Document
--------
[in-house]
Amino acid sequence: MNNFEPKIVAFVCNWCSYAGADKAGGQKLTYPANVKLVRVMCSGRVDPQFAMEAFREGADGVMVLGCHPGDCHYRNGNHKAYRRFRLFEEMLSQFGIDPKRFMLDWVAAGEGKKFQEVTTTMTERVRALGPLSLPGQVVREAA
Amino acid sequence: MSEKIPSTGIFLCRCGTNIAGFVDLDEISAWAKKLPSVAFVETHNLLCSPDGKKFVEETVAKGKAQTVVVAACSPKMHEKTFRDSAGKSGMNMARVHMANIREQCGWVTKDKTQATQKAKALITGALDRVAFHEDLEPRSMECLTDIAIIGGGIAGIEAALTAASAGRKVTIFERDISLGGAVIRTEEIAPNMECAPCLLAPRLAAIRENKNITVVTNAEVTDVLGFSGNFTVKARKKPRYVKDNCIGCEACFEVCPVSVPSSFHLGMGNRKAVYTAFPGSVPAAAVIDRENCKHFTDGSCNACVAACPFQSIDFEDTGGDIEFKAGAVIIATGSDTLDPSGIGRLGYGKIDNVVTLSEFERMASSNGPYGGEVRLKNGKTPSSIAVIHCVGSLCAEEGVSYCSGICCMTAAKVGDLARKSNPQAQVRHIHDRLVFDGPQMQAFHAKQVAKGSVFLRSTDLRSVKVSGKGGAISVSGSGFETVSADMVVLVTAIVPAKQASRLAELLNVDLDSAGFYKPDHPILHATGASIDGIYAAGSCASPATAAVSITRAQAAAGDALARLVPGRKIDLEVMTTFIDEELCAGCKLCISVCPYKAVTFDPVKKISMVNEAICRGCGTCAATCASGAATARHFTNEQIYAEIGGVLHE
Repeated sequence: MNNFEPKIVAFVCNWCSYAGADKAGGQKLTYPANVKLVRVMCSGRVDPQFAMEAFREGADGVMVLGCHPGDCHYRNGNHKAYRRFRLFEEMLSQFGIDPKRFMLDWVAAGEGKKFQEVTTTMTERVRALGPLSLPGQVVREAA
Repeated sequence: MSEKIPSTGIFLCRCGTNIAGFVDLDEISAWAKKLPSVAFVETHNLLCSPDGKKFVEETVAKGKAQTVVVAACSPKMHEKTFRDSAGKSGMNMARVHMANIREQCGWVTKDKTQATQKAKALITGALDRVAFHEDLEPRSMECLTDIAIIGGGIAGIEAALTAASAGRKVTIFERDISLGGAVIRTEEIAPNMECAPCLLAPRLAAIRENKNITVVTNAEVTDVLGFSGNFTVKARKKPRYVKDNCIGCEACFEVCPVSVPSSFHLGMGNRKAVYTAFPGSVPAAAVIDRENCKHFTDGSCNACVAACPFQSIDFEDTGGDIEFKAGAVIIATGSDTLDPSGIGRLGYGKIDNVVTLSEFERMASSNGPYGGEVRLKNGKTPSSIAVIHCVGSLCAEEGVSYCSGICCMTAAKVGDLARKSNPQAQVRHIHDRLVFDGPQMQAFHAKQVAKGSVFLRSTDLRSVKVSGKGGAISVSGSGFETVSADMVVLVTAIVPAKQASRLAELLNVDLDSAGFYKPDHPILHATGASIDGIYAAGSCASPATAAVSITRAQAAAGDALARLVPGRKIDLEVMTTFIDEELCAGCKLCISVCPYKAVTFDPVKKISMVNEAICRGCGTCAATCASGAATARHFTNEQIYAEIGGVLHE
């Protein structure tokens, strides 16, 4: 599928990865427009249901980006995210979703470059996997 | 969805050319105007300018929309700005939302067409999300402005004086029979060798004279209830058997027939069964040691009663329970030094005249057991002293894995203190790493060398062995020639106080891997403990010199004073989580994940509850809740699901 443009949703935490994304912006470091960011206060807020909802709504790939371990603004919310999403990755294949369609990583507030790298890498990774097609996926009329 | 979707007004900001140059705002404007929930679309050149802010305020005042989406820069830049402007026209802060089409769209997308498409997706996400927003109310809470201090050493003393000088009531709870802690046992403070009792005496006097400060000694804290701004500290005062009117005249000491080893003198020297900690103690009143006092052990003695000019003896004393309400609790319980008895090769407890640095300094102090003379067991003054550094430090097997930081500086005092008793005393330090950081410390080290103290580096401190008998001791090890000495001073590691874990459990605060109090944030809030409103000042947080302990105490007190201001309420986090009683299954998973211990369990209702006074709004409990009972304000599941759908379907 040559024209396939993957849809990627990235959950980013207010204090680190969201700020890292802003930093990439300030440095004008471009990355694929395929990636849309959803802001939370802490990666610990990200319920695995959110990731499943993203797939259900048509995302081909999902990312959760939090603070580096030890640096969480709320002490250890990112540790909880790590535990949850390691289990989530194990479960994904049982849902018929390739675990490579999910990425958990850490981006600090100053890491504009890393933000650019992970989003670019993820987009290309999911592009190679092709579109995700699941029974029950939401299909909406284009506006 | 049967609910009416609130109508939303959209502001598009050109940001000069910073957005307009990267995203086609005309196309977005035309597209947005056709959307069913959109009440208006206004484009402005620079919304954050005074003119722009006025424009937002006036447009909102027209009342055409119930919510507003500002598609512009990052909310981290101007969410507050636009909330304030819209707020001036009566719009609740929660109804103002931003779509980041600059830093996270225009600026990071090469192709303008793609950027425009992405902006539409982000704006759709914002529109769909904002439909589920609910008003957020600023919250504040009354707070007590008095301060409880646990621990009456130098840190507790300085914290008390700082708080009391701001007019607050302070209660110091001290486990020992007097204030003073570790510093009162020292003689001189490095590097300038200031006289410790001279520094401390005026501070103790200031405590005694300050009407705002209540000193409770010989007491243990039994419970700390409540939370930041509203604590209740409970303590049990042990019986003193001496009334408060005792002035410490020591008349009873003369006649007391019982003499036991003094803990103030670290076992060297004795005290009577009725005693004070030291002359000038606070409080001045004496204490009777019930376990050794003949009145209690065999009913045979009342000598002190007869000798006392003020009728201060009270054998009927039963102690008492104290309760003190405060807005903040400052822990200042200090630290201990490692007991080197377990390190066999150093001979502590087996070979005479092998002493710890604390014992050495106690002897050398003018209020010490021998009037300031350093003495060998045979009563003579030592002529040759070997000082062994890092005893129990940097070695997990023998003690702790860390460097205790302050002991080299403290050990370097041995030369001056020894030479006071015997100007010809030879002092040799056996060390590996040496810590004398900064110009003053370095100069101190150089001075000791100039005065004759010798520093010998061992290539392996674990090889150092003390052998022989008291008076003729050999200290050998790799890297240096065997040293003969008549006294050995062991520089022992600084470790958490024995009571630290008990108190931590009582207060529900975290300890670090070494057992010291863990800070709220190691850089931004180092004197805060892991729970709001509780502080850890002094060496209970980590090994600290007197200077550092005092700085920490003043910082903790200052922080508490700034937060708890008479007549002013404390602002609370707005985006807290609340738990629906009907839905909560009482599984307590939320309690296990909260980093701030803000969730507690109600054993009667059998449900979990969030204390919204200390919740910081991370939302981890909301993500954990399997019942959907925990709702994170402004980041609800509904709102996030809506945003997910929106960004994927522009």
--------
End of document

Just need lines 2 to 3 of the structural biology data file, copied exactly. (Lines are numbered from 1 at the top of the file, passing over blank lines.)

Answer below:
Amino acid sequence: MNNFEPKIVAFVCNWCSYAGADKAGGQKLTYPANVKLVRVMCSGRVDPQFAMEAFREGADGVMVLGCHPGDCHYRNGNHKAYRRFRLFEEMLSQFGIDPKRFMLDWVAAGEGKKFQEVTTTMTERVRALGPLSLPGQVVREAA
Amino acid sequence: MSEKIPSTGIFLCRCGTNIAGFVDLDEISAWAKKLPSVAFVETHNLLCSPDGKKFVEETVAKGKAQTVVVAACSPKMHEKTFRDSAGKSGMNMARVHMANIREQCGWVTKDKTQATQKAKALITGALDRVAFHEDLEPRSMECLTDIAIIGGGIAGIEAALTAASAGRKVTIFERDISLGGAVIRTEEIAPNMECAPCLLAPRLAAIRENKNITVVTNAEVTDVLGFSGNFTVKARKKPRYVKDNCIGCEACFEVCPVSVPSSFHLGMGNRKAVYTAFPGSVPAAAVIDRENCKHFTDGSCNACVAACPFQSIDFEDTGGDIEFKAGAVIIATGSDTLDPSGIGRLGYGKIDNVVTLSEFERMASSNGPYGGEVRLKNGKTPSSIAVIHCVGSLCAEEGVSYCSGICCMTAAKVGDLARKSNPQAQVRHIHDRLVFDGPQMQAFHAKQVAKGSVFLRSTDLRSVKVSGKGGAISVSGSGFETVSADMVVLVTAIVPAKQASRLAELLNVDLDSAGFYKPDHPILHATGASIDGIYAAGSCASPATAAVSITRAQAAAGDALARLVPGRKIDLEVMTTFIDEELCAGCKLCISVCPYKAVTFDPVKKISMVNEAICRGCGTCAATCASGAATARHFTNEQIYAEIGGVLHE